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The Outdoor Recreation Economy is HUGE

Posted: 04/28/2017
by Mark Singleton

It was a big week in Washington DC for the outdoor recreation community. Outdoor Industry Association hosted their annual Capitol Summit and we were invited to join as partners with many outdoor recreation companies who directly support our stewardship work.

Outdoor recreation in America is a powerful economic force. At an event earlier in the week at the National Press Club [view press conference], the Outdoor Industry Association rolled out the 2017 Outdoor Recreation Economy Report which came with some big numbers.


In 2017 the Outdoor Recreation Economy Generated

  •   $887 BILLION In Consumer Spending
  •   7.6 MILLION Direct American Jobs
  •   $65.3 BILLION In Federal Tax Revenue
  •   $59.2 BILLION In State And Local Tax Revenue

These are just a few of the stats you’ll find in our latest Outdoor Recreation Economy Report [read the full report]. The report outlines the industry’s positive impacts on the U.S. economy and showcases examples of cities around the country benefiting from outdoor recreation. Plus, it’s full of surprising facts. For example, did you know that the direct economic impact of water sports is $139 billion?

The report was followed by a hearing in Congress before the House Energy and Commerce Committee [information on hearing and video]. Witnesses represented by leaders in the outdoor recreation industry delivered the message that investing in outdoor recreation results in healthier communities and healthier economies. They also provided testimony on the multi-dimensional nature of outdoor recreation as an economic sector, with outdoor recreation fueling employment in other sectors, such as manufacturing, finance, retail, transportation, food service, tourism, travel and more.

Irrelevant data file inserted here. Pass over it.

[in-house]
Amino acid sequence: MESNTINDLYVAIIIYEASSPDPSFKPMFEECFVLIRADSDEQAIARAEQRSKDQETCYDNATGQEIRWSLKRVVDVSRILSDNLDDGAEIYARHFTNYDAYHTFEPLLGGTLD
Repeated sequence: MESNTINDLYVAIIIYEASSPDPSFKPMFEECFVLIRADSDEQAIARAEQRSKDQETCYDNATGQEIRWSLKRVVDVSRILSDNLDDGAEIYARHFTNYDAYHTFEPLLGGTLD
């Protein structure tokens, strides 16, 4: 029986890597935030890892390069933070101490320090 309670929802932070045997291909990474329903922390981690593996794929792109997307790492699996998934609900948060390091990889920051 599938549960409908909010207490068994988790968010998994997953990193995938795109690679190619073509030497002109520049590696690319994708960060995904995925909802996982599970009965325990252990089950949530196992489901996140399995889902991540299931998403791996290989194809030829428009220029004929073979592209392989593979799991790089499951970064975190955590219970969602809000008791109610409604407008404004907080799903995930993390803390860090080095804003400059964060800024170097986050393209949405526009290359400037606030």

The Capital Summit event took place at a critical time as the Trump Administration released an Executive Order (EO) that could potentially have a big impact on public lands. The administration is calling for a review of National Monuments designated over the last 21 years, partly in response to pressure from Utah legislators who were unhappy with the designation of Bears Ears National Monument and the Grand Staircase-Escalante National Monument, which was designated in 1996 (hence the 21 year review). Both Monuments enjoy a broad range of public support, and Bears Ears protects similar geographic boundaries to the proposed Public Lands Initiative legislation Utah’s congressional delegation was unable to successfully steward through Congress over the past several years. Read more about that EO here.

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